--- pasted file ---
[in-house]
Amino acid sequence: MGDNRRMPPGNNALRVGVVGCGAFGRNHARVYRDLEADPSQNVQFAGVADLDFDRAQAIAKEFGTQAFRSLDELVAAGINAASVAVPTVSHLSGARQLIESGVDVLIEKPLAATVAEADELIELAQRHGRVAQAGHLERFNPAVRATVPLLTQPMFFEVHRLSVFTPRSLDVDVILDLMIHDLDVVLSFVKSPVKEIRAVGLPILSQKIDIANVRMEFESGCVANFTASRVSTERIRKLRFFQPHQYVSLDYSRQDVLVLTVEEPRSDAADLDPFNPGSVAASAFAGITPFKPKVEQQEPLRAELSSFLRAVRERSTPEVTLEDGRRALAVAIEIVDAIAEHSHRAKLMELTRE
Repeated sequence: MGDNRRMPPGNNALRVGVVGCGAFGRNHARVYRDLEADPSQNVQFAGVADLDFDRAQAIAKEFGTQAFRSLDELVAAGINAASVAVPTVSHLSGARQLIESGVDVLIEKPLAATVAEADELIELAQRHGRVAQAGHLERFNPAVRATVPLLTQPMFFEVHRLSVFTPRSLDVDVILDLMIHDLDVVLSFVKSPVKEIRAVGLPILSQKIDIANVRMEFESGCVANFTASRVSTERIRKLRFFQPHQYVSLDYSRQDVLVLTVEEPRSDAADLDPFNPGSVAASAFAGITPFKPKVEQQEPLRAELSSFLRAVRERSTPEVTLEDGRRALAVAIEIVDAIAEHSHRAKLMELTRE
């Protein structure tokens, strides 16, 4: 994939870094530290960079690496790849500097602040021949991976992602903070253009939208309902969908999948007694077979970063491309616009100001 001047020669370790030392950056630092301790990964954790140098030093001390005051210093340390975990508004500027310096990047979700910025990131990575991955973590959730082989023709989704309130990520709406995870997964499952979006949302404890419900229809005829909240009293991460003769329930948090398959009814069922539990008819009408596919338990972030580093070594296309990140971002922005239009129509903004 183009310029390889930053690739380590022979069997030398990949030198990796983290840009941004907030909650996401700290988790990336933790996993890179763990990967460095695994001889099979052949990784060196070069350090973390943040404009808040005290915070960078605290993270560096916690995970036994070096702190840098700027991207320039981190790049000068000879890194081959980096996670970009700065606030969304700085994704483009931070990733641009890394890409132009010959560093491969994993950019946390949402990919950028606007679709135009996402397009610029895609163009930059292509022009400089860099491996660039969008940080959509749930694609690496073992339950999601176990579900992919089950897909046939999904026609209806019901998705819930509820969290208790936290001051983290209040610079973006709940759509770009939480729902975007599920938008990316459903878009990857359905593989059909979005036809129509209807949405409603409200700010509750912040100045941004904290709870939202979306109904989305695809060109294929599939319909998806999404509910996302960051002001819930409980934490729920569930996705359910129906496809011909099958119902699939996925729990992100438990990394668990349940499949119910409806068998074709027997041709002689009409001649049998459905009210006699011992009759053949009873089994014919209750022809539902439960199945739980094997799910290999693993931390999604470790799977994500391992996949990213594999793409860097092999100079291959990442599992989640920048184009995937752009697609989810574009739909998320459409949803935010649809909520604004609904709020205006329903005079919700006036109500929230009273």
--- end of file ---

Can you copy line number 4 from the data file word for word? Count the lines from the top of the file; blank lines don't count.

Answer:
């Protein structure tokens, strides 16, 4: 994939870094530290960079690496790849500097602040021949991976992602903070253009939208309902969908999948007694077979970063491309616009100001 001047020669370790030392950056630092301790990964954790140098030093001390005051210093340390975990508004500027310096990047979700910025990131990575991955973590959730082989023709989704309130990520709406995870997964499952979006949302404890419900229809005829909240009293991460003769329930948090398959009814069922539990008819009408596919338990972030580093070594296309990140971002922005239009129509903004 183009310029390889930053690739380590022979069997030398990949030198990796983290840009941004907030909650996401700290988790990336933790996993890179763990990967460095695994001889099979052949990784060196070069350090973390943040404009808040005290915070960078605290993270560096916690995970036994070096702190840098700027991207320039981190790049000068000879890194081959980096996670970009700065606030969304700085994704483009931070990733641009890394890409132009010959560093491969994993950019946390949402990919950028606007679709135009996402397009610029895609163009930059292509022009400089860099491996660039969008940080959509749930694609690496073992339950999601176990579900992919089950897909046939999904026609209806019901998705819930509820969290208790936290001051983290209040610079973006709940759509770009939480729902975007599920938008990316459903878009990857359905593989059909979005036809129509209807949405409603409200700010509750912040100045941004904290709870939202979306109904989305695809060109294929599939319909998806999404509910996302960051002001819930409980934490729920569930996705359910129906496809011909099958119902699939996925729990992100438990990394668990349940499949119910409806068998074709027997041709002689009409001649049998459905009210006699011992009759053949009873089994014919209750022809539902439960199945739980094997799910290999693993931390999604470790799977994500391992996949990213594999793409860097092999100079291959990442599992989640920048184009995937752009697609989810574009739909998320459409949803935010649809909520604004609904709020205006329903005079919700006036109500929230009273």